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Lubezki on working with Malick


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#1 Doug Durant

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Posted 15 August 2009 - 02:37 PM

I figured a few people might appreciate these short yet wonderful clips. Hearing that Malick's unique improvised style of filmmaking can even make a master like Lubezki question and doubt himself which was definitely a real eye opener for me. Lubezki comes off extremely humble and charming, and inspirational which is what I've heard from a few people who've met him. I can't wait to see this film.



http://www.youtube.c...feature=channel

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#2 Igor Trajkovski

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Posted 16 August 2009 - 10:28 AM

Thanks for sharing.
:)


From the third video:
"Once i started shooting with no lights,
suddenly i felt like a naked man in the middle of Time Square... "

I can relate to that ! :)


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Ihor
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#3 Saul Rodgar

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Posted 16 August 2009 - 08:03 PM

"Once i started shooting with no lights,
suddenly i felt like a naked man in the middle of Time Square... "


Sad, but that is a true testament that film making as it is practiced by Hollywood is more about the lights / gear than the actual craft. I once asked fellow board member director-cinematographer John Jost, "how big was your lighting package when you shot "The Bed You Sleep In." He replied "I only use one light."



Glad Malick is bringing some sense into this gear-driven madness. Perhaps all big name DPs should shoot a film for Malick, i.e. "cinematography re-education camps."
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#4 Subhadip Sen

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Posted 17 August 2009 - 12:13 PM

Watched these before - illuminating stuff! It's amazing how Lubezki can live up to Malick's insane demands. I mean, shooting in 65mm with no lights!
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#5 Saul Rodgar

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Posted 17 August 2009 - 01:34 PM

Watched these before - illuminating stuff! It's amazing how Lubezki can live up to Malick's insane demands. I mean, shooting in 65mm with no lights!


So why is it that shooting 65mm film with no lights is any worse than using 35mm, 16mm or S8mm with no lights?
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#6 David Rakoczy

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Posted 17 August 2009 - 01:48 PM

Thanks Saul... I was just going to post the same question.

Truth is, the smaller the mm the harder it is...
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#7 Saul Rodgar

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Posted 17 August 2009 - 07:45 PM

Thanks Saul... I was just going to post the same question.

Truth is, the smaller the mm the harder it is...


Right. Generally speaking, video is also more tolerant to underexposure than film . . .
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#8 Chayse Irvin

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Posted 18 August 2009 - 12:30 AM

So why is it that shooting 65mm film with no lights is any worse than using 35mm, 16mm or S8mm with no lights?


Probably because in low light situations you have to shoot at a stop that is so shallow in DOF its hard to improvise anything and keep it in focus.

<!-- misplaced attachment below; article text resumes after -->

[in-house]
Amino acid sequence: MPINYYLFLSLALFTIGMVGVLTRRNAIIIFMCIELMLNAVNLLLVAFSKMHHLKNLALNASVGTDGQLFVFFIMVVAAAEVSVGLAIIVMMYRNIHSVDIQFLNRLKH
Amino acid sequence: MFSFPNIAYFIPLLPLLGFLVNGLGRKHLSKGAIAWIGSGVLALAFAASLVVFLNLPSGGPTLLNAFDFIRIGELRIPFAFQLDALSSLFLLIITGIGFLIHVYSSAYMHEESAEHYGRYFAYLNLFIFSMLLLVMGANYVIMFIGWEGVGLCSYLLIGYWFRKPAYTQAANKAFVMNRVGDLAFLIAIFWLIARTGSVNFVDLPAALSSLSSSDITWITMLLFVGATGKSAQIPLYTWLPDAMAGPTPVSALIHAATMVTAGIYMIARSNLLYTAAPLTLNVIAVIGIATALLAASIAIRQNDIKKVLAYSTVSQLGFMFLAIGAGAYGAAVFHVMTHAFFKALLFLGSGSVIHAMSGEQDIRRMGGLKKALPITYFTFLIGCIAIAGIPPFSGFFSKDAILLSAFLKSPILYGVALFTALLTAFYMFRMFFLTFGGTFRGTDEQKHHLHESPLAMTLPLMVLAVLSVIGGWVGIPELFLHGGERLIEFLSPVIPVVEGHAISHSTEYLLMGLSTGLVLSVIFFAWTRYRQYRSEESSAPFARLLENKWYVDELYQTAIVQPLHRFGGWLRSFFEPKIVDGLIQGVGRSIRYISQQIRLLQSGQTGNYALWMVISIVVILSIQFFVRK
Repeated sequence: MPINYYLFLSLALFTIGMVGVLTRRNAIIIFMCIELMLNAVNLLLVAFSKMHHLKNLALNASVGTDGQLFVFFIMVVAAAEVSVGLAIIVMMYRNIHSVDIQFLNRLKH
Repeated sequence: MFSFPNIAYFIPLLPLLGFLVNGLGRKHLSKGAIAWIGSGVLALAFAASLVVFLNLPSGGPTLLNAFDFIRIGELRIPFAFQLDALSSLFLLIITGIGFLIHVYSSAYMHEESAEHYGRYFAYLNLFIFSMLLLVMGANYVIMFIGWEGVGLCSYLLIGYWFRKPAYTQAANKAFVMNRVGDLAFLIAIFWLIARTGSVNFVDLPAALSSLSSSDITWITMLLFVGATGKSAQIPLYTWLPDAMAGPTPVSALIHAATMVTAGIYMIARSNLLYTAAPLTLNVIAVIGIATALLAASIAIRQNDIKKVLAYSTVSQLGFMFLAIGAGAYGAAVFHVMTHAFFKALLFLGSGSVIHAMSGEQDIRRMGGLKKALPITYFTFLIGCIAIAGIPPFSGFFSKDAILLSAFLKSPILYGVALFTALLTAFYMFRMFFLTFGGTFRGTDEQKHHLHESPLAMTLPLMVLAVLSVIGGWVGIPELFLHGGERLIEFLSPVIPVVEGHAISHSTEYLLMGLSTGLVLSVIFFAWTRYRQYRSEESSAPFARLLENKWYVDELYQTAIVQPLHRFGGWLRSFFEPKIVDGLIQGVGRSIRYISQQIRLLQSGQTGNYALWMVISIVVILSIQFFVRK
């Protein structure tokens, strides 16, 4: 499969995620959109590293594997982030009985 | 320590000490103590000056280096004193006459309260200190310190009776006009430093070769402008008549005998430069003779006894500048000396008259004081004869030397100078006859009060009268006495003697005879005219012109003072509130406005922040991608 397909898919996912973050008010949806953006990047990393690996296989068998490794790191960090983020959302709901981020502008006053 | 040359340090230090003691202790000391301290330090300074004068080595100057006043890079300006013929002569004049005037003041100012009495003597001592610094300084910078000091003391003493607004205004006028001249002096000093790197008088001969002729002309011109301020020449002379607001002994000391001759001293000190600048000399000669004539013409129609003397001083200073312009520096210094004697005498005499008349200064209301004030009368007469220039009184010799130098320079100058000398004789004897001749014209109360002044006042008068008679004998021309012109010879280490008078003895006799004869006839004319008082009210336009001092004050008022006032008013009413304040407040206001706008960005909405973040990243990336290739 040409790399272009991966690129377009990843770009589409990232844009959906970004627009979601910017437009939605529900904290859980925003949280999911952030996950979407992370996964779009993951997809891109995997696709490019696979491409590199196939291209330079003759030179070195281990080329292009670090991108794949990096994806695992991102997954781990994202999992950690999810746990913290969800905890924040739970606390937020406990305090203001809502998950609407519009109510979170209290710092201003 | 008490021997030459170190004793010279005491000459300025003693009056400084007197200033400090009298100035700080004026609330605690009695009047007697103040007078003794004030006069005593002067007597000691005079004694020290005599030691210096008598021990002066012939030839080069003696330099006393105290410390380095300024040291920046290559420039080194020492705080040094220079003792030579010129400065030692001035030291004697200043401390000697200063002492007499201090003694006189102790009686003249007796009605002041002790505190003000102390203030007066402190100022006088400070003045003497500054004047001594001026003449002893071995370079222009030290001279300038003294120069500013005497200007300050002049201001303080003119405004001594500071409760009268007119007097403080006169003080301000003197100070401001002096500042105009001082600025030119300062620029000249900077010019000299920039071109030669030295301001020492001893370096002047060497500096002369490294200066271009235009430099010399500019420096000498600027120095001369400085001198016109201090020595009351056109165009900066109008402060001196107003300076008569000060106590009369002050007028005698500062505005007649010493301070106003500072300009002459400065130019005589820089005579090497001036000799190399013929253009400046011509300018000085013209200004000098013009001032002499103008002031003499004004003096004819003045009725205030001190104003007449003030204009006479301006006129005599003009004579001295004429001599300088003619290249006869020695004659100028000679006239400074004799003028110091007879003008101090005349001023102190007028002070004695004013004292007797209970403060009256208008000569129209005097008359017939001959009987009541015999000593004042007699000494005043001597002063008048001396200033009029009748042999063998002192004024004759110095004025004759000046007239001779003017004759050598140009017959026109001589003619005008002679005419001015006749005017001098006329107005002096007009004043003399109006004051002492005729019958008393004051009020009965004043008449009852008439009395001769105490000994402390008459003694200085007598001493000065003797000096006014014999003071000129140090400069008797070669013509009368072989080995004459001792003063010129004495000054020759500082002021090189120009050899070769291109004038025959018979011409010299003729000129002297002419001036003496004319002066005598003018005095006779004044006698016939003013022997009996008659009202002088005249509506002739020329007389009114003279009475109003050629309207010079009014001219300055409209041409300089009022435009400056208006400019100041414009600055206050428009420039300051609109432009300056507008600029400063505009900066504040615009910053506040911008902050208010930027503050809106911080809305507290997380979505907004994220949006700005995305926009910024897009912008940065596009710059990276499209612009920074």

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#9 Saul Rodgar

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Posted 18 August 2009 - 11:37 AM

Probably because in low light situations you have to shoot at a stop that is so shallow in DOF its hard to improvise anything and keep it in focus.


Well, true. Most focus pullers that will get a 65mm gig should have the knowledge and gear to keep that to a minimum though. Most of the really good focus pullers I have seen work (those who have no interest whatsoever moving up to operating / DPing), can just tell how far one is from the camera by looking at one and nail the focus. That takes a lot of experience.

And the last time I assisted on Panavision 65mm, it was a while back, I remember the prime lenses weren't very fast (fastest was around T 2.8) _which would make it less of a focusing issue than when using, say, a T1.3 65mm format lens (which I have not heard of).

Can't find anything on Panavision's site about their 65mm lenses or cameras for that matter. Most of these lenses are probably 70s vintage (or earlier), since 65 mm movies haven't been shot quite as often as they were in the olden times.

Most productions I know of that use large format cinematography use newer Hasselblad and similar lenses. And they are not very fast either ( the fastest Hasselblad medium format lens in the page below is a 2.8, the rest average at 4), so shallow focus issues should be quite minimal.

http://www.theasc.co...night/page1.php

http://www.hasselbla...tem/lenses.aspx

But the way the original statement was written to me seemed to point at some obscure format (in mm) vs amount needed to expose the negative ratio. Hence the question.
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#10 Sasha Riu

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Posted 18 August 2009 - 01:03 PM

Watched these before - illuminating stuff! It's amazing how Lubezki can live up to Malick's insane demands. I mean, shooting in 65mm with no lights!



He was probably refering to sicial-psycological aspect of 65mm production than the actual tech stuff.

Bigger format=more expensive=more eyebrows raised in case of mistake=more pressure=more anxiety etc....
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#11 Sasha Riu

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Posted 18 August 2009 - 01:04 PM

Sad, but that is a true testament that film making as it is practiced by Hollywood is more about the lights / gear than the actual craft. I once asked fellow board member director-cinematographer John Jost, "how big was your lighting package when you shot "The Bed You Sleep In." He replied "I only use one light."



Glad Malick is bringing some sense into this gear-driven madness. Perhaps all big name DPs should shoot a film for Malick, i.e. "cinematography re-education camps."